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Saturday March 24, 2012

In the swing of London

IF you’re a Malaysian in London, you’re likely to have heard of Rasa Sayang, the cafe in Macclesfield Street that satiates those craving nasi lemak, prawn mee or sotong kangkung.

Chances are you would even have glimpsed cafe owner Teddy Chen there, a 69-year-old Chinese man who usually sits on his own with a newspaper, tucking into a steaming bowl of sar hor fun. But it’s very unlikely that you’d know he used to party with Cliff Richard and Paul McCartney in the 1970s.

“Those days I wasn’t aware how far I’d risen. People used to chase me to give me tapes. I was the only Chinese executive in EMI Records,” says Chen.

He was the international administration manager in the licensing department and was responsible for sub-licensing artiste’s rights to third parties worldwide.

But how did a young man from Ipoh end up in swinging London, rubbing shoulders with the likes of Kate Bush, Sheena Easton and Olivia Newton-John?

Chen: The owner of Rasa Sayang in London.

Chen puts it down to Asian hospitality – being more welcoming and attentive to others – and his talent for approaching and talking to anyone.

He explains: “One night, Diana Ross came into the office and the receptionist, who didn’t know she was Diana Ross, told her she had to wait. She lost her temper. I went up to her, said ‘Hi’ and brought her up to see the MD immediately. These small things, it’s just me being me. Other people might not bother.”

Similarly he took Duran Duran to dinner in Soho because they were hungry, even though he wasn’t in A&R (Artists & Repertoire, the division responsible for discovering new talent and overseeing their development).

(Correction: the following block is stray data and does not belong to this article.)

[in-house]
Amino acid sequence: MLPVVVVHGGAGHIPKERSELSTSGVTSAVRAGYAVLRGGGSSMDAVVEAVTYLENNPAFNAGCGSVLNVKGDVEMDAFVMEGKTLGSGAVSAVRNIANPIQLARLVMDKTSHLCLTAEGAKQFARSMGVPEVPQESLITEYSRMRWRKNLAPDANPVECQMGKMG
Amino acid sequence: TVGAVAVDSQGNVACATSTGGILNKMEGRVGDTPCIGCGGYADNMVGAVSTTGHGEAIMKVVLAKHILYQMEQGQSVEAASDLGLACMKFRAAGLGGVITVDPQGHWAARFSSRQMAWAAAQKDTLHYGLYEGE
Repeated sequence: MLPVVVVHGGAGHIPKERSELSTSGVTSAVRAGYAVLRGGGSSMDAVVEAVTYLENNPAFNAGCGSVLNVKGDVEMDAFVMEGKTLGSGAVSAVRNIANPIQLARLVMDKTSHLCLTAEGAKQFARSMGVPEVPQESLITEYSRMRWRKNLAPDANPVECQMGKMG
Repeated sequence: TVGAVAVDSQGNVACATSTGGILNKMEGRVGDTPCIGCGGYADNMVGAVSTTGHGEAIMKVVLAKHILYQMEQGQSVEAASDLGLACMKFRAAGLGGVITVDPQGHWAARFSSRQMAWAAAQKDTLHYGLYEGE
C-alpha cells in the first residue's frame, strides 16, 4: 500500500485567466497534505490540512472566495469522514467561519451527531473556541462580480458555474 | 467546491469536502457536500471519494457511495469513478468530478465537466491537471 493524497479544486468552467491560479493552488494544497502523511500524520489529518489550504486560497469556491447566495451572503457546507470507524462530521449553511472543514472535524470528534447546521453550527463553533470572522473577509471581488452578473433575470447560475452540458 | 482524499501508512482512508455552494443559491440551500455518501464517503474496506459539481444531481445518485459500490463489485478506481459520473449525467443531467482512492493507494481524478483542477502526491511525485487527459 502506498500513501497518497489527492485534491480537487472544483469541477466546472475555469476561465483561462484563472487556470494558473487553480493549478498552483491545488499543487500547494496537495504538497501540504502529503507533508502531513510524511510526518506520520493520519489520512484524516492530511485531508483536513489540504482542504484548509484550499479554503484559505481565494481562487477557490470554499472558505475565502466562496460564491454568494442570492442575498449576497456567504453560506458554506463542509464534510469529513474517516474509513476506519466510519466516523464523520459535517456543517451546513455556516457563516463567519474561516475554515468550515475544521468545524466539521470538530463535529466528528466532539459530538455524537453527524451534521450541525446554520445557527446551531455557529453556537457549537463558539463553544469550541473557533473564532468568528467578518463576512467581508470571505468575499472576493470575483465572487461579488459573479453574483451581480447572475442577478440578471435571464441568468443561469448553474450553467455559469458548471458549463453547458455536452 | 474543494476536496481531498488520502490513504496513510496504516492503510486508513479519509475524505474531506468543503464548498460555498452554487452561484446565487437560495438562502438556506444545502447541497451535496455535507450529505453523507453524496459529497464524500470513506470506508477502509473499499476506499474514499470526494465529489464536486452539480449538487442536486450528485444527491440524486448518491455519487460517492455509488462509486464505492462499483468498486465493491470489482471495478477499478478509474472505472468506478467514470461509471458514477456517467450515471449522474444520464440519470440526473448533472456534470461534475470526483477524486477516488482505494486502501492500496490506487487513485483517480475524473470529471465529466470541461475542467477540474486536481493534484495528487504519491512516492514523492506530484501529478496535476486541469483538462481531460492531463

It was this can-do attitude that got him to England to begin with.

In 1964, at the age of 22, he bought a one-way plane ticket from Kuala Lumpur to London.

According to Chen, his friends in Ipoh had begun leaving Malaysia to study overseas, and he decided to do the same even though he wasn’t academic and wanted to be a politician or a businessman.

He arrived in late October without a coat and just £10 (RM50) in his pocket.

Luckily, he had accommodation; the floor in his friends’ flat in West Hampstead.

“What surprised me was finding my friends driving fancy cars like Maseratis, Triumphs, Jaguars and Alfa Romeos. They were supposed to go to college and study, but they all slept late every day,” he chuckles.

As he didn’t have family wealth to fall back on, Chen found himself a job as a clerk by the third day of his landing.

It was several years later, when he was a clerk at the Performing Rights Society, which administers the performing rights of composers’, songwriters’ and music publishers’ music, that he began his 15-year career in the music industry.

Chen is very much settled in the UK now, but it wasn’t smooth sailing from the beginning.

“Being a Chinese-Malaysian in London in the 1970s, you felt out of place, definitely. You went into a club, there might be people calling you names.

“My character is such that I make sure I go up and talk to people, I’m not shy. Many people will try not to mix with you because you’re different.